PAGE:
The Building Tradesman Newspaper

Friday, November 06, 2009

When it comes to employment,the hits just keep on coming

By The Building Tradesman



Construction employment again declined in large numbers in all but one state this September compared to last year, according to an analysis of new state-by-state employment figures released Oct. 21 by the federal government.

The analysis, conducted by the Associated General Contractors of America, also found that the number of states gaining construction jobs from August to September 2009 declined after increasing during the two previous months.

And overall in the U.S., new U.S. construction starts in September fell 7% to a seasonally adjusted annual rate of $399.1 billion, according to McGraw-Hill Construction.

“While there’s little doubt construction employment would have been worse without the stimulus, there’s no question that the industry continues to shed jobs at an alarming rate,” said Ken Simonson, chief economist for the association. “The stimulus remains an important measure, but until private-sector demand for construction resumes, there’s little chance the current construction employment decline will turn around or even stop.”

The five biggest percentage losses in construction employment over the year through September occurred in Nevada (27.8 percent, or 31,100 jobs), Arizona (25.3 percent, or 45,900 jobs), Michigan (22.3 percent, or 15,700 jobs), Tennessee (21.5 percent, or 28,400 jobs) and Kentucky (19.5 percent or 16,500 jobs).

Simonson said that 41 states saw double-digit percentage decreases in construction employment for the year. Meanwhile, construction employment only expanded in Louisiana during the past year, with a 2.1 percent increase, totaling 2,800 jobs.

From August to September, Michigan was once again in the wrong top 10 list among the states (tied for 5th worst), shedding 3,400 construction jobs or losing another 2.8 percent of building trades jobs.

“These figures should serve as a sobering reminder that public investments alone are not going to turn around a trillion dollar construction industry,” said Stephen E. Sandherr, the AGC’s chief executive officer. “The three most important issues in Washington ought to be jobs, jobs and jobs….”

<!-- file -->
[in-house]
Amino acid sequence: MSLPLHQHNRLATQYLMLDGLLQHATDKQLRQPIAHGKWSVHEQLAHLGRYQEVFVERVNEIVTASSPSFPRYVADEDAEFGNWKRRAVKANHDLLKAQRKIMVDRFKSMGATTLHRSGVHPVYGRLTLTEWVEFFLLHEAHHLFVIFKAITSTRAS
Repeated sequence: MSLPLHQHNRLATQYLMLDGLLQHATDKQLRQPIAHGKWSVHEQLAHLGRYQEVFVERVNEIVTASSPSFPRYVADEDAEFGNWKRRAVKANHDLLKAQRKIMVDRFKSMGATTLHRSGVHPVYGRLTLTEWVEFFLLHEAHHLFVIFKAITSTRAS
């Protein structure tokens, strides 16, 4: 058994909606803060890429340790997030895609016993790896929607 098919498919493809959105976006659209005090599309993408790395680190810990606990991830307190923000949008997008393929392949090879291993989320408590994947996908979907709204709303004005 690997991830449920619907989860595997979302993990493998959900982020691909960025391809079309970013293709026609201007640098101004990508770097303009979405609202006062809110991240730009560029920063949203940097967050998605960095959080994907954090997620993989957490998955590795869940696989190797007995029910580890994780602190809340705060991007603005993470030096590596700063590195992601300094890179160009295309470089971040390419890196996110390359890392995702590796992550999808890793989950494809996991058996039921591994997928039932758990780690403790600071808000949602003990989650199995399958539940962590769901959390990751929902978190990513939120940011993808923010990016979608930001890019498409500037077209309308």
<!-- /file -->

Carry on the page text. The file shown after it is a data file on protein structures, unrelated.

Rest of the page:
The Dodge Index tracking total U.S. construction bottomed out in February, after a steady decline over the previous year, and since then has shown hesitant improvement. “The September decline for construction starts is one more reminder that the very modest upward trend that seemed to take hold during the spring will be uneven and at times halting,” said Robert A. Murray vice president of economic affairs for McGraw-Hill Construction. “More of this uneven performance can be expected in coming months, given the divergent behavior from construction’s main sectors.

“On the plus side, the steep decline for single family housing has reached its end, and funding from the stimulus act is beginning to have a broader impact beyond highways and bridges, encompassing more government buildings and more environmental public works. On the negative side, further employment declines and tight bank lending will drag down commercial building well into next year.”

Overall, according to the labor-backed Economic Policy Institute, 5.2% of U.S. jobs have been lost since the start of the recession (December 2007). In September, Arizona became the first state to have lost 10% of its total jobs to the recession – something that has only occurred once in the past four recessions (in 1982-82, when Wyoming lost 10% of its jobs).

Michigan, of course, isn’t far behind, having shed 9.8 percent of its jobs since the start of the recession.